Converting cars from gasoline to propane

gasoline

#1

In the late 70’s to the early 80’s, it seemed the rage to buy kits and convert cars from gas to propane. Even our local county government converted some of their small trucks. Why are we hearing about this today?


#2

My own county had some of these. Propane fuel is well suited to vehicles that remain in the local area at all times and always end up in the maintenance area each night, where there are refueling facilities. Propane cars are not well suited for the family sedan that often ends up a long way from home in need of more propane. The dismal refueling situation is the main reason these things never caught on.


#3

Steve,
If the car that’s to be converted is used only for around town stuff, does the economics work for the conversion to be made? We’ve got a 2002 Beetle that we use for trips and such.
Rich


#4

Why do you want to??

You’ll get MUCH WORSE gas mileage and MUCH WORSE performance. You will however pollute less. And you can extend your oil changes to about 20k miles.


#5

My bad! We won’t br converting the Beetle, but my work car, 1998 5.4l Expedition, which gets about 13-14 around town. Why would the mileage be worse?
Rich


#6

Because the PE (Potential Energy) in Propane is about 1/3 LESS then gasoline.


#7

I think the kits have become scare due to the rigorous and expensive EPA certification process.


#8

Certainly fuel mileage is important, but it is the total cost of the conversion, including future fuel costs, that need to be evaluated. Despite the lower energy output, the cost of propane comapred to gasoline may make it worthwhile.


#9

The kits you are referring to are for carbureted engines. They were common on fleet vehicles and permitted dual fuel operation; a switch on the dash allowed you to switch between propane and gasoline. There are a few companies that sell propane conversion kits for EFI systems, but they require a second ECU to run them and they are really not worth it.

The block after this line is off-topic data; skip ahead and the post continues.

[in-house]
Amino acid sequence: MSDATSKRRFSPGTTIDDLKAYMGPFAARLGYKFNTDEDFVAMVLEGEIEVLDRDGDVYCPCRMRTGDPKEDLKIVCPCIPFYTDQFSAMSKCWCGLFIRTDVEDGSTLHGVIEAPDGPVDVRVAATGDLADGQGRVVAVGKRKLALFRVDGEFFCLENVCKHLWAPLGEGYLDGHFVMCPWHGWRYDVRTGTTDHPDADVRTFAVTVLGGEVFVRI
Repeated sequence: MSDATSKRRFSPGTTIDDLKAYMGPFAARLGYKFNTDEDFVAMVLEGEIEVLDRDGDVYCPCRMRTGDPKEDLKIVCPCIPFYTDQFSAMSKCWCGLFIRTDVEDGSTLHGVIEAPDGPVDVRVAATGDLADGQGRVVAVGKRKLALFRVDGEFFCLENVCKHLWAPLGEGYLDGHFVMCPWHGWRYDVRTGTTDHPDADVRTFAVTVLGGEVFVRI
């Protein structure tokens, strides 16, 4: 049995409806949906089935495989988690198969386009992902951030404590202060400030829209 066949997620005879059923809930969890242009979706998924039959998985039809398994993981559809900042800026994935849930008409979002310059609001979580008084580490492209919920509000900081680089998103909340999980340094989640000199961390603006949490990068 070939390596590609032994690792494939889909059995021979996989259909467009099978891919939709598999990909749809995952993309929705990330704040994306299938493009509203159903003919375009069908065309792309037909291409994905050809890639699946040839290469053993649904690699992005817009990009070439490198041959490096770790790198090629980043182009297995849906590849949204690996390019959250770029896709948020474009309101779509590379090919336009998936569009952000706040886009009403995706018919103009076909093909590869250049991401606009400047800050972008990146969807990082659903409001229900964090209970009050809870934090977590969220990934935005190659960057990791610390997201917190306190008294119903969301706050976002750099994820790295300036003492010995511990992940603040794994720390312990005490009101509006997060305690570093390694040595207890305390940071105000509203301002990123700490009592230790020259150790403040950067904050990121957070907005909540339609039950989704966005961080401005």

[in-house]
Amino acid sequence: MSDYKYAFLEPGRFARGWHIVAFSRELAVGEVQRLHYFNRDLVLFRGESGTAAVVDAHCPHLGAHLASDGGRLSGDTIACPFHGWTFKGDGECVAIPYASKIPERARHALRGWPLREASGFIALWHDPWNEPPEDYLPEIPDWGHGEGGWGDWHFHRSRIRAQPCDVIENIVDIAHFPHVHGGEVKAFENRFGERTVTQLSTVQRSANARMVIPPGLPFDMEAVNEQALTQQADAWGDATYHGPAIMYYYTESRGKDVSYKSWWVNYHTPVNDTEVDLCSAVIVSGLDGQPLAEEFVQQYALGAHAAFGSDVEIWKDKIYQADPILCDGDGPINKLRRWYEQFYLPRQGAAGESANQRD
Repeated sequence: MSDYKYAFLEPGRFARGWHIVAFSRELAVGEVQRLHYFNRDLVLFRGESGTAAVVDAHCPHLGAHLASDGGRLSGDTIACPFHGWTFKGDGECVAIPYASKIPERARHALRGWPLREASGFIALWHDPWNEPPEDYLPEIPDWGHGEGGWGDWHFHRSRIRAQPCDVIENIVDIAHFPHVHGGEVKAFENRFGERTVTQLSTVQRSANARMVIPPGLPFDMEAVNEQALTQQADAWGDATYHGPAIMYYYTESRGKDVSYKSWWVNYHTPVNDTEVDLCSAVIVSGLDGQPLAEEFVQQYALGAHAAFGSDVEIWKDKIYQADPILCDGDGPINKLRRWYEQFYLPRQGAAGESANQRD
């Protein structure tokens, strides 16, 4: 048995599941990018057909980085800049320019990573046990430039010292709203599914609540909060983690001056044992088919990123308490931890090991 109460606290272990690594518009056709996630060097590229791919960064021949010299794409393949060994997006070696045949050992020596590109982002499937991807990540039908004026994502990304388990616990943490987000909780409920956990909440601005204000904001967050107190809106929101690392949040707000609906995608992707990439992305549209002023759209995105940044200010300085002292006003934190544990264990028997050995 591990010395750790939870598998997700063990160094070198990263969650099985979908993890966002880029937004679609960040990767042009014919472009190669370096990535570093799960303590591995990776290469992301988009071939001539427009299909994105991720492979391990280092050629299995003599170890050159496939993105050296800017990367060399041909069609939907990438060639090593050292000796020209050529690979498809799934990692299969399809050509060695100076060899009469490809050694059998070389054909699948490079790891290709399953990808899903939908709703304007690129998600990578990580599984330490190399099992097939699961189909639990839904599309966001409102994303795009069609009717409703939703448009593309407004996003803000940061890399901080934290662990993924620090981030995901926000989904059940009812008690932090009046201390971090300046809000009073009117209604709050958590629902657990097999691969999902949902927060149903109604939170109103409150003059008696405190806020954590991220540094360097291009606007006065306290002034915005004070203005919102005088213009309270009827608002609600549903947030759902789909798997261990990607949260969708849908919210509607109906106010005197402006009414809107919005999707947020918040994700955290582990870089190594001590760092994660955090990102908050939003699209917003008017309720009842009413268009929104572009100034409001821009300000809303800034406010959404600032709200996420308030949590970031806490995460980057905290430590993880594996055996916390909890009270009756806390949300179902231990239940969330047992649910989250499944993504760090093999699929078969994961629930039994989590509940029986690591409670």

As already stated you fuel economy and power will decrease due to 25% lower energy content:
Propane: 91,500 BTU/gal
Gasoline: 125,00 BTU/gal
Diesel: 139,200 BTU/gal

You can recover some, if not all of the lost power and mileage if you increase the compression ratio of the engine. Propane can run at significantly higher compression ratios than gasoline.


#10

Certainly fuel mileage is important, but it is the total cost of the conversion, including future fuel costs, that need to be evaluated. Despite the lower energy output, the cost of propane comapred to gasoline may make it worthwhile.

It may…But you also have to take into account the decreased engine performance. On some vehicles it will make it undrivable. When bus companies switched over to Propane years ago they had to convert some of their buses back to gas or diesel ecause some routes were very hilly and with a fully loaded bus they couldn’t make some of the hills. They ended up buying new buses that were designed to run on Propane/Natural-Gas and these buses had bigger engines and about the same torque as the older buses that ran on gas.


#11

I think the kits have become scare due to the rigorous and expensive EPA certification process.

From my understanding it’s actually pretty simple…Especially since Propane runs about as clean as you can get from a internal combustion engine. You can pull off ALL the Emissions if you can tune the computer to compensate for it.


#12